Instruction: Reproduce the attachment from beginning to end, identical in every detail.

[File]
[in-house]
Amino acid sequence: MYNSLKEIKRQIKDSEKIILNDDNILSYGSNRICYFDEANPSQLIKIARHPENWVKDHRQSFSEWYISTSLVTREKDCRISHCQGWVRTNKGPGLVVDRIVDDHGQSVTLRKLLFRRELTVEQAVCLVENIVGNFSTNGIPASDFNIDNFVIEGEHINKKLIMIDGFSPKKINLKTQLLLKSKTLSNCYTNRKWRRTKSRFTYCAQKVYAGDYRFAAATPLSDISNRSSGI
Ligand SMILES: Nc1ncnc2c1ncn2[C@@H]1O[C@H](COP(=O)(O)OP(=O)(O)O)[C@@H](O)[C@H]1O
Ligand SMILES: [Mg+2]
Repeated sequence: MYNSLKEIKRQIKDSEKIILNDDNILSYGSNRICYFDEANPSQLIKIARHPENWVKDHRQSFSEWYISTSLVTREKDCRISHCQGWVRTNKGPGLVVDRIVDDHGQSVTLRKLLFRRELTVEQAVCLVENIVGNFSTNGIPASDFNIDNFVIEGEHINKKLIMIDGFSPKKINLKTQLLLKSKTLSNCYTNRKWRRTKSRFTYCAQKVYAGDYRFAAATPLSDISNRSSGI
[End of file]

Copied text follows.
[in-house]
Amino acid sequence: MYNSLKEIKRQIKDSEKIILNDDNILSYGSNRICYFDEANPSQLIKIARHPENWVKDHRQSFSEWYISTSLVTREKDCRISHCQGWVRTNKGPGLVVDRIVDDHGQSVTLRKLLFRRELTVEQAVCLVENIVGNFSTNGIPASDFNIDNFVIEGEHINKKLIMIDGFSPKKINLKTQLLLKSKTLSNCYTNRKWRRTKSRFTYCAQKVYAGDYRFAAATPLSDISNRSSGI
Ligand SMILES: Nc1ncnc2c1ncn2[C@@H]1O[C@H](COP(=O)(O)OP(=O)(O)O)[C@@H](O)[C@H]1O
Ligand SMILES: [Mg+2]
Repeated sequence: MYNSLKEIKRQIKDSEKIILNDDNILSYGSNRICYFDEANPSQLIKIARHPENWVKDHRQSFSEWYISTSLVTREKDCRISHCQGWVRTNKGPGLVVDRIVDDHGQSVTLRKLLFRRELTVEQAVCLVENIVGNFSTNGIPASDFNIDNFVIEGEHINKKLIMIDGFSPKKINLKTQLLLKSKTLSNCYTNRKWRRTKSRFTYCAQKVYAGDYRFAAATPLSDISNRSSGI